No. 45497.

131 So.2d 50 (1961)

241 La. 745

Armand George OLIVIER, Jr. v. LIBERTY MUTUAL INSURANCE COMPANY and Charles X. Miller.

Supreme Court of Louisiana.

Rehearing Denied June 29, 1961.

Attorney(s) appearing for the Case

Elmer D. Flanders, Dudley D. Flanders, New Orleans, for plaintiff-appellant.

John V. Baus, of Jones, Walker, Waechter, Poitevent, Carrere & Denegre, New Orleans, for defendants-appellees-respondents.


Armand George Olivier, Jr., instituted this suit against his former employer, Charles X. Miller, and Miller's compensation insurer, Liberty Mutual Insurance Company, alleging himself to be totally and permanently disabled and seeking workmen's compensation. The district court dismissed his suit, the Court of Appeal affirmed, and we granted certiorari. 125 So.2d 179.

It is plaintiff's contention that while he was in the employ of the defendant Miller, he contracted dermatitis, an occupational disease, and as a consequence is entitled to compensation for total and permanent disability under R.S. 23:1031.1. That statute reads:

"A. Every employee who is disabled because of the contraction of an occupational disease as herein defined, * * shall be entitled to the compensation provided in this Chapter the same as if said employee received personal injury by accident arising out of and in the course of his employment. "B. An occupational disease shall include only those diseases hereinafter listed when contracted by an employee in the course of his employment as a result of the nature of the work performed. * * * * * * * * *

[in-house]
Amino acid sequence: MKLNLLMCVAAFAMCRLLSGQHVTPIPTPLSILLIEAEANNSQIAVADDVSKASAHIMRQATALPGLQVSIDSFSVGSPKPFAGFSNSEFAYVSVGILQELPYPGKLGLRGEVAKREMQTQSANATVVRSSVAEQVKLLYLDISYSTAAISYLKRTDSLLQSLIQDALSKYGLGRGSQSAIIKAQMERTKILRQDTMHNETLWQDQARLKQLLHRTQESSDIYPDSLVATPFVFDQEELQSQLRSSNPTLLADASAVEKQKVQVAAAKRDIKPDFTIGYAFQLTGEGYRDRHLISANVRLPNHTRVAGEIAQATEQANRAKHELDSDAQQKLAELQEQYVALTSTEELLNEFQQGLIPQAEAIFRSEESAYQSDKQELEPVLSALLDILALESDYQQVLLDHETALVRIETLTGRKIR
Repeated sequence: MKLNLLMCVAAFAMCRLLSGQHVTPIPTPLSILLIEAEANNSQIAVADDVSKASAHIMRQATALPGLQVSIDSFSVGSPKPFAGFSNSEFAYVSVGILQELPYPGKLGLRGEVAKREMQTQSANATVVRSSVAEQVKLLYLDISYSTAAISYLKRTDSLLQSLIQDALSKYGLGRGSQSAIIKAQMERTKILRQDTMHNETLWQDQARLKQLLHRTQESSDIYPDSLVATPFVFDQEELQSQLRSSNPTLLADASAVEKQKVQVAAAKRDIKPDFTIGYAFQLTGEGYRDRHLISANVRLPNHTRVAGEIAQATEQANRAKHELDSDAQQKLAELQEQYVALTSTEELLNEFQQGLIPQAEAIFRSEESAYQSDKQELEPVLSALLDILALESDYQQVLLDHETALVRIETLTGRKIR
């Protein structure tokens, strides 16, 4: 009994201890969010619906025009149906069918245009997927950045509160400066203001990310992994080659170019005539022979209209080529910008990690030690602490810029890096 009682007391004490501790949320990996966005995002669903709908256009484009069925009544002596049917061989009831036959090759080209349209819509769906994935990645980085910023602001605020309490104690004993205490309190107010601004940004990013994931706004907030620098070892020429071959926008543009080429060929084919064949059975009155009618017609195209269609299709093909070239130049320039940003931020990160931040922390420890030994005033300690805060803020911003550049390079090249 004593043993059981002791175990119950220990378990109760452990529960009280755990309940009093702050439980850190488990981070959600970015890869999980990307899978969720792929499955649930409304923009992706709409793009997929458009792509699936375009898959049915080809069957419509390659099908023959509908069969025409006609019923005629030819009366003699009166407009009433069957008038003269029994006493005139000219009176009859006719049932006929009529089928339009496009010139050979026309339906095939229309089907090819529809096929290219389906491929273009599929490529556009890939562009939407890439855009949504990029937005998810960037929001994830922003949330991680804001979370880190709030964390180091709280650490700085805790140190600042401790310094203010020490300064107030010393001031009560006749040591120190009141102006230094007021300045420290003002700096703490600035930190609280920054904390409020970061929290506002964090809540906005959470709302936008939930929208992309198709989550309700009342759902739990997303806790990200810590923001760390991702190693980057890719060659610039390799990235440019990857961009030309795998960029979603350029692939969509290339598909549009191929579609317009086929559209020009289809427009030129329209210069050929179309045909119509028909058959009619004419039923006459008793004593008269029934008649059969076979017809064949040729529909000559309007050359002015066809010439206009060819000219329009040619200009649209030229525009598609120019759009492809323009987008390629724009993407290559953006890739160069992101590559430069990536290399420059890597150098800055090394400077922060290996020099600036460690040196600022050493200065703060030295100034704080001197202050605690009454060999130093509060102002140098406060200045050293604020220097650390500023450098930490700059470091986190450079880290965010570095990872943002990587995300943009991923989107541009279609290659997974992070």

"(5) Dermatosis * * *"

There is no serious dispute as to the facts in this case, which may be briefly summarized as follows:

In January, 1957, plaintiff, then 20 years of age, was employed by the defendant Charles X. Miller as a plasterer's apprentice, working 40 hours a week at $1.84 per hour. He accepted this employment in order to learn the plastering trade, and under union rules he was required to serve as an apprentice for four years before he became a journeyman or qualified plasterer. His work necessitated his coming into physical contact with cement, plaster, and acoustical material. In November, 1958, while so employed, plaintiff developed a rash or irritation of the skin of the back of his hands and fingers. Sometime in February, 1959, the defendant Miller sent plaintiff to a specialist in dermatology, who performed a patch test and obtained a positive reaction to potassium dichromate, a chemical contained in cement. The doctor's diagnosis was contact dermatitis due to cement. Plaintiff continued to work as a plasterer's apprentice for defendant until February 18, 1959, at which time he quit in order to avoid further contact with cement, upon the doctor's recommendation that he stop working in the plastering trade and seek other employment. He was paid his full wages from November, 1958, when he contracted dermatitis, until he terminated his employment the following February. Within a week he obtained a job at an apartment doing maintenance work, for which he was paid $1.25 an hour for 40 hours a week. He worked continuously at this job until the time of trial except for a couple of days in the first part of July, 1959, when he again attempted to do plastering but was forced to discontinue that work because of the reappearance of the dermatitis.